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Not all connections will deserve your long-term attention.

By Andy Lark
April 16, 2016

The Entrepreneur Insiders network is an online community where the most thoughtful and influential people in America’s startup scene contribute answers to timely questions about entrepreneurship and careers. Today’s answer to the question “What’s the best way to make fruitful connections?” is written by Andy Lark, CMO of Xero.

Building a valuable network is all about establishing fruitful connections that can provide you with valuable career advice and problem-solving tips—and vice versa.

However, like all good relationships, they need due care and attention. So where to start?

Trim the tree
The main reason people struggle to generate fruitful connections is they simply have too many. They haven’t focused on those who are most important. Hindu Monk and business coach Dandapani explains that if we wish to attract and commit energy to new things, we need to free up capacity by ridding ourselves of “energy vampires,” or people who suck up all of our time and resources.

What you need now might not be what you need later
When figuring out which connections deserve your attention, take a long-term view. Some of my most fruitful connections are those who didn’t deliver a lot at first, but over time created a meaningful exchange that slowly grew.

See also: The One Thing You Need to Stop Doing at Networking Events

Give to get
Operate on the idea of a value exchange. One of the many side benefits of writing and blogging, for example, is you build up a library of content to send to your network. Create a group in your contacts and share books, podcasts, or blog posts you find interesting (be sure to bcc). Sending quality information to people who are helping you is a great way to nurture your network. (I often send these Fortune articles.)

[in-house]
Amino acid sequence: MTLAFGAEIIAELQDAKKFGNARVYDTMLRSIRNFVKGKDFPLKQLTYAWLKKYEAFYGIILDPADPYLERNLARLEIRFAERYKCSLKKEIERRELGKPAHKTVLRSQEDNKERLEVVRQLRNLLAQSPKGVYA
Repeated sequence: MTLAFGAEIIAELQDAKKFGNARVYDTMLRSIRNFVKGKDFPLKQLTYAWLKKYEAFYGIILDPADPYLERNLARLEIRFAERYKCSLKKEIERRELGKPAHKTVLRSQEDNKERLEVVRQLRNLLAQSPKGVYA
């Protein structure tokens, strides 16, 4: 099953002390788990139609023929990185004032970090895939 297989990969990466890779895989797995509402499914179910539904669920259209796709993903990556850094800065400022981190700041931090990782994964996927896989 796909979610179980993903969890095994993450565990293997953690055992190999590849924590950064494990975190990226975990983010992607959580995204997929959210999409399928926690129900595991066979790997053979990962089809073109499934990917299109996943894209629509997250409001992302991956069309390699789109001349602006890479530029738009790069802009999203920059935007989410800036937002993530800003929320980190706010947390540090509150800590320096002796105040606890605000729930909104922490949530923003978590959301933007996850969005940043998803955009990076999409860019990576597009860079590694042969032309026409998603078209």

Never eat alone
From traveling continuously over my career—and now a lot for the work I do at Xero—I’ve established a global network. There are always people I’d like to try to see, but I only have a limited amount of time. So when I am in a certain city, I need to be smart with the time I do have. The one rule I follow is to never eat alone. I always look for a connection to share a meal with. There’s something very honest about eating together, and over the years, I’ve found it leads to stronger relationships. It can also be a good way to figure out who you truly want to build a relationship with. Generally, if it’s not someone you would share a meal with, do you really want to have them as a trusted advisor?

 

Dedicate time to your own development
Taking the time to plant some roots for yourself is critical. After all, if you don’t look after yourself, you’ll have nothing to give when you’re trying to build relationships or create a value exchange. This part of networking isn’t often discussed, but it’s critical for establishing relationships. For me, this doesn’t necessarily need to be linked to work. My interest in Hinduism and meditation, for example, has enabled me to make remarkable business connections that I would never have made without planting my own new trees.

Say thank you
While it should go without saying, many of us forget to express gratitude—whether it be to ourselves or our network. They are the two most important words you can use when building a relationship. Not only is it good for the soul, but it’s also a great way to circle back, reconnect, and reinvigorate a relationship.

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